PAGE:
News in Brief 5 July 2016 (PM)

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Secretary-General Ban Ki-moon. UN Photo/Amanda Voisard (file)

Saudi Arabia terrorist attacks condemned

Terrorist attacks in the cities of Jeddah, Qatif and Madinah in Saudi Arabia on Monday have been condemned by the UN Secretary-General.

Ban Ki-moon said they were "all the more despicable" as they were carried out as residents were preparing for Eid al-Fitr celebrations to mark the end of the holy month of Ramadan.

The bombings, which reportedly killed four people, followed recent terrorist attacks in Turkey, Bangladesh and Iraq.

Mr Ban stressed the need to intensify regional and international efforts to prevent and combat terrorism.

"Race against time" to provide emergency shelters for Iraqi displaced

In Iraq, the UN Refugee Agency (UNHCR) has said it is facing a "race against time" to provide enough emergency shelters for people escaping conflict.

Thousands more people are fleeing as a military offensive to retake the eastern bank of the Tigris river from extremist groups continues.

It is estimated that as many as 10,000 more could arrive in the next few days and weeks as families flee villages in Hamdaniya district.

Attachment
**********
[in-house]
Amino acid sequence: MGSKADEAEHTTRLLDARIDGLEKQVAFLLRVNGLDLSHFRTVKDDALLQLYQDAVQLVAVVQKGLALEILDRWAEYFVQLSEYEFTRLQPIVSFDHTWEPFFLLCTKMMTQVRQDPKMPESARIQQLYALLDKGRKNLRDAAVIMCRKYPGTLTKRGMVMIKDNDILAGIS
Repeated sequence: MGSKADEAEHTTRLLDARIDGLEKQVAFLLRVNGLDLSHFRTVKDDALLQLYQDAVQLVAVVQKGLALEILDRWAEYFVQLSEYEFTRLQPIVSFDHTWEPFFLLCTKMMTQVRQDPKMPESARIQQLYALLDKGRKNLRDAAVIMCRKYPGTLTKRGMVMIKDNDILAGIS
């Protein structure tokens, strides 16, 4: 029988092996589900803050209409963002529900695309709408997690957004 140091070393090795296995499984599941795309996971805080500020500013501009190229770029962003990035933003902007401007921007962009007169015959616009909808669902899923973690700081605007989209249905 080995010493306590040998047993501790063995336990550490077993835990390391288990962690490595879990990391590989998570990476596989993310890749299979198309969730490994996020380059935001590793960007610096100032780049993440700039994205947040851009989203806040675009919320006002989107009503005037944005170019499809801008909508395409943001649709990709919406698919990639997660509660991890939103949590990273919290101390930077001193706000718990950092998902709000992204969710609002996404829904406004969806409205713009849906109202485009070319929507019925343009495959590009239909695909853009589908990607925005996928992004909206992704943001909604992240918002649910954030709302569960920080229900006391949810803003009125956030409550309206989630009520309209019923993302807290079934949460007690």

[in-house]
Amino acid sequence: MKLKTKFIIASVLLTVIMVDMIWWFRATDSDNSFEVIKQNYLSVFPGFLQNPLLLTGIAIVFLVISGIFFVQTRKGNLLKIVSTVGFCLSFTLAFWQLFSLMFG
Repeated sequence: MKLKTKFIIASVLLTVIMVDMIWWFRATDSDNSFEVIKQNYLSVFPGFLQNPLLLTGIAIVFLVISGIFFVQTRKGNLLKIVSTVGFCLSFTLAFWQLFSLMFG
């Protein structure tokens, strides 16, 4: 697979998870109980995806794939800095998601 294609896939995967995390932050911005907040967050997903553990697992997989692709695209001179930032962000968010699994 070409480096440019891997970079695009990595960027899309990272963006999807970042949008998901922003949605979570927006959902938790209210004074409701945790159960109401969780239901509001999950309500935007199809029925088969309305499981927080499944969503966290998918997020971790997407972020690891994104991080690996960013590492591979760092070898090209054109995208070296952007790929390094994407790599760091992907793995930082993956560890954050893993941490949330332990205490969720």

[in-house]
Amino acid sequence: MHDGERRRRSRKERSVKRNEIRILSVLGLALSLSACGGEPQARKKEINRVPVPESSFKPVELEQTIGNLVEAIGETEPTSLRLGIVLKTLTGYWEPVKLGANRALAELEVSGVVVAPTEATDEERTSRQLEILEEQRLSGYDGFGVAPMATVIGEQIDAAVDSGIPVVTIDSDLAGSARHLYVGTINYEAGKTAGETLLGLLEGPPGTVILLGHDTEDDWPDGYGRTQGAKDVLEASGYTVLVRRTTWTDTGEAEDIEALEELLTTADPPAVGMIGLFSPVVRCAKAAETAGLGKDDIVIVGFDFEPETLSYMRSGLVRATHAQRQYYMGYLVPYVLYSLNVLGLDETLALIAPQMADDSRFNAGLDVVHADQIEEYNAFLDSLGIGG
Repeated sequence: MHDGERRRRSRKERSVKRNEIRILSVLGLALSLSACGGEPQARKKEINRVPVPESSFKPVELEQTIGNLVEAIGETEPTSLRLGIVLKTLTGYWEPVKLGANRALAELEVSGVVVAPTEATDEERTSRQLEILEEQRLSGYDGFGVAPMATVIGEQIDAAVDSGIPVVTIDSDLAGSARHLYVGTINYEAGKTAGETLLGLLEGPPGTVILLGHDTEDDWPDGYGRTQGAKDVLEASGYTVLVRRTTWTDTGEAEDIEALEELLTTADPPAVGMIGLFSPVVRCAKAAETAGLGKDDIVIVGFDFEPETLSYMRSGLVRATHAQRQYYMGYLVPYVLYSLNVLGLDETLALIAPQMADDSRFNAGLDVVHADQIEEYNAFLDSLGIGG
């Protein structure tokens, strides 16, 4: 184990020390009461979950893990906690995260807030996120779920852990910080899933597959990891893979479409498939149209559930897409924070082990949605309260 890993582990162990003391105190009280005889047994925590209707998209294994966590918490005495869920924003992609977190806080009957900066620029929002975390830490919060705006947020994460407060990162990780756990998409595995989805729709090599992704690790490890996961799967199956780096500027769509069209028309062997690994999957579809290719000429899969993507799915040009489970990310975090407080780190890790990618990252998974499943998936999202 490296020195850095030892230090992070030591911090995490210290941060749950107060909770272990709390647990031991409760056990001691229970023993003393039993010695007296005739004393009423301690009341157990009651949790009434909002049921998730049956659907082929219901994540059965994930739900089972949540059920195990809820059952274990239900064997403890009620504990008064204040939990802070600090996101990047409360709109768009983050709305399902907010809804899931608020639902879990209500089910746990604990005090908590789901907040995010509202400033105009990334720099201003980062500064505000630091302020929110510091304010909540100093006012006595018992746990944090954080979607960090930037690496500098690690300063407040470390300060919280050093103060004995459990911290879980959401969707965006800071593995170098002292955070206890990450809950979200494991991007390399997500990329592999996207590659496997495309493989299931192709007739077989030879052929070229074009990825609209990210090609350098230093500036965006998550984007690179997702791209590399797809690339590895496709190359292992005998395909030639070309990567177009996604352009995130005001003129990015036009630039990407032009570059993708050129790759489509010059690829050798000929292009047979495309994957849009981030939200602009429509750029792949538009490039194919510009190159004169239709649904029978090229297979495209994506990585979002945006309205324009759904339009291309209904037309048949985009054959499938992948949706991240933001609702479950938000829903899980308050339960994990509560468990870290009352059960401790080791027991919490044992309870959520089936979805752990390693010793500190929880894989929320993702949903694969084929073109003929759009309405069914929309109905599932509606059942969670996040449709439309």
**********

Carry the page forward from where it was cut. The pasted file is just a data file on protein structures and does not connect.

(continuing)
UNHCR has urged the Iraqi authorities to free up more land so new facilities can be built to house the displaced families.

Existing shelters are said to be "hugely overcrowded."

More than 290 people killed across Pakistan due to heavy rains

Some 293 people have been killed, and 331 injured across Pakistan due to heavy rains and severe weather events since March, the UN humanitarian affairs office, OCHA has said.

The South Asian country has reported unseasonably heavy pre-monsoon rains.

In one incident in Khyber Pakhtunkhwa province a flash flood washed away a mosque, an army check point, and numerous houses resulting in the death of 29 people, including seven children.

Thirteen people were reported missing. OCHA confirmed that search and rescue operations were underway.

Ageist scapegoating sparked by Brexit "deplored" 

A series of attacks in the media against old people in the wake of the United Kingdom's referendum to leave the European Union, the so-called Brexit, has been deplored by a UN independent expert.

The UK decision to split from the EU reportedly received strong support from voters over the age of 65.

The United Nations Independent Expert on the enjoyment of all human rights by older persons, Rosa Kornfeld-Matte, said a number of European national newspapers and social media outlets had stigmatized older people as the scapegoats for Brexit.

One magazine she said even suggested that their right to vote should be taken away, just as driver's licenses are, after they reach a certain age.

She added that this type of ageism is the "root of the marginalization, social exclusion and isolation of older persons."

Daniel Dickinson, United Nations

Duration: 3’00″

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